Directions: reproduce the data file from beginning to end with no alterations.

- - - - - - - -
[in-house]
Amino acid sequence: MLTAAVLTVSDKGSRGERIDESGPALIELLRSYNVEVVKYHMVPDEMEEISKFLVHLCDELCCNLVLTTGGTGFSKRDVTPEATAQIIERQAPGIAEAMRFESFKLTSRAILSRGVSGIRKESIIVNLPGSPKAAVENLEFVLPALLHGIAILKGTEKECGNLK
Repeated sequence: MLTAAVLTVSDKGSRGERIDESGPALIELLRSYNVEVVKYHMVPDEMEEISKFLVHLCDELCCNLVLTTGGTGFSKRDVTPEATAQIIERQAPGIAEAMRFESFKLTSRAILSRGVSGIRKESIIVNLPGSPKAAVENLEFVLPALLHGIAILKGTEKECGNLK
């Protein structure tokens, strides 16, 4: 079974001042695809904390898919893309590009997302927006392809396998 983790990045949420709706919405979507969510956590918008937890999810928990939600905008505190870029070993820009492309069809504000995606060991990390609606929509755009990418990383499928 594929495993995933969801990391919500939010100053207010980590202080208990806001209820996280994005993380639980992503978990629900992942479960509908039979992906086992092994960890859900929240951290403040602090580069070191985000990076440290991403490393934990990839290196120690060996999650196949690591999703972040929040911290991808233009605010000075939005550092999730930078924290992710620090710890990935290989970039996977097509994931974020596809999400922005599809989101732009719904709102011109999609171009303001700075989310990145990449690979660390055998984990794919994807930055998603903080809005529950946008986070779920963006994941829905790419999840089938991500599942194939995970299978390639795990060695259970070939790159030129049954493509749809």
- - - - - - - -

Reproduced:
[in-house]
Amino acid sequence: MLTAAVLTVSDKGSRGERIDESGPALIELLRSYNVEVVKYHMVPDEMEEISKFLVHLCDELCCNLVLTTGGTGFSKRDVTPEATAQIIERQAPGIAEAMRFESFKLTSRAILSRGVSGIRKESIIVNLPGSPKAAVENLEFVLPALLHGIAILKGTEKECGNLK
Repeated sequence: MLTAAVLTVSDKGSRGERIDESGPALIELLRSYNVEVVKYHMVPDEMEEISKFLVHLCDELCCNLVLTTGGTGFSKRDVTPEATAQIIERQAPGIAEAMRFESFKLTSRAILSRGVSGIRKESIIVNLPGSPKAAVENLEFVLPALLHGIAILKGTEKECGNLK
């Protein structure tokens, strides 16, 4: 079974001042695809904390898919893309590009997302927006392809396998 983790990045949420709706919405979507969510956590918008937890999810928990939600905008505190870029070993820009492309069809504000995606060991990390609606929509755009990418990383499928 594929495993995933969801990391919500939010100053207010980590202080208990806001209820996280994005993380639980992503978990629900992942479960509908039979992906086992092994960890859900929240951290403040602090580069070191985000990076440290991403490393934990990839290196120690060996999650196949690591999703972040929040911290991808233009605010000075939005550092999730930078924290992710620090710890990935290989970039996977097509994931974020596809999400922005599809989101732009719904709102011109999609171009303001700075989310990145990449690979660390055998984990794919994807930055998603903080809005529950946008986070779920963006994941829905790419999840089938991500599942194939995970299978390639795990060695259970070939790159030129049954493509749809």